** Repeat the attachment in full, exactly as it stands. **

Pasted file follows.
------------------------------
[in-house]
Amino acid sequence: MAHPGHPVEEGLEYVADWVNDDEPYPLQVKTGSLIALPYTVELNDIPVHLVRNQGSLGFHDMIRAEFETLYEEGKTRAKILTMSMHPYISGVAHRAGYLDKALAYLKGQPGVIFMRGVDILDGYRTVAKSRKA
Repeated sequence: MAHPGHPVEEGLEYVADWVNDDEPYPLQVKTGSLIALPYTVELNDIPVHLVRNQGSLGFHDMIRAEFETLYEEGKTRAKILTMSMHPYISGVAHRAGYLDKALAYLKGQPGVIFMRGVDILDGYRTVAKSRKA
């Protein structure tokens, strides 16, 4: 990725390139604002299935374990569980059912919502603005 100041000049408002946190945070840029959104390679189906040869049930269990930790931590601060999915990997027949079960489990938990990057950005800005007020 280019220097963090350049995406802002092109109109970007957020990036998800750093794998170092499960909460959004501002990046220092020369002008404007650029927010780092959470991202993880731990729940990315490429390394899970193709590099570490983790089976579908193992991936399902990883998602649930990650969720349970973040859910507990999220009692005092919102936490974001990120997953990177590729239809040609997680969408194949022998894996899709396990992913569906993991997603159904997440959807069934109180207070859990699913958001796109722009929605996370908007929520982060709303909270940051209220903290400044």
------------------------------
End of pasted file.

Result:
[in-house]
Amino acid sequence: MAHPGHPVEEGLEYVADWVNDDEPYPLQVKTGSLIALPYTVELNDIPVHLVRNQGSLGFHDMIRAEFETLYEEGKTRAKILTMSMHPYISGVAHRAGYLDKALAYLKGQPGVIFMRGVDILDGYRTVAKSRKA
Repeated sequence: MAHPGHPVEEGLEYVADWVNDDEPYPLQVKTGSLIALPYTVELNDIPVHLVRNQGSLGFHDMIRAEFETLYEEGKTRAKILTMSMHPYISGVAHRAGYLDKALAYLKGQPGVIFMRGVDILDGYRTVAKSRKA
């Protein structure tokens, strides 16, 4: 990725390139604002299935374990569980059912919502603005 100041000049408002946190945070840029959104390679189906040869049930269990930790931590601060999915990997027949079960489990938990990057950005800005007020 280019220097963090350049995406802002092109109109970007957020990036998800750093794998170092499960909460959004501002990046220092020369002008404007650029927010780092959470991202993880731990729940990315490429390394899970193709590099570490983790089976579908193992991936399902990883998602649930990650969720349970973040859910507990999220009692005092919102936490974001990120997953990177590729239809040609997680969408194949022998894996899709396990992913569906993991997603159904997440959807069934109180207070859990699913958001796109722009929605996370908007929520982060709303909270940051209220903290400044």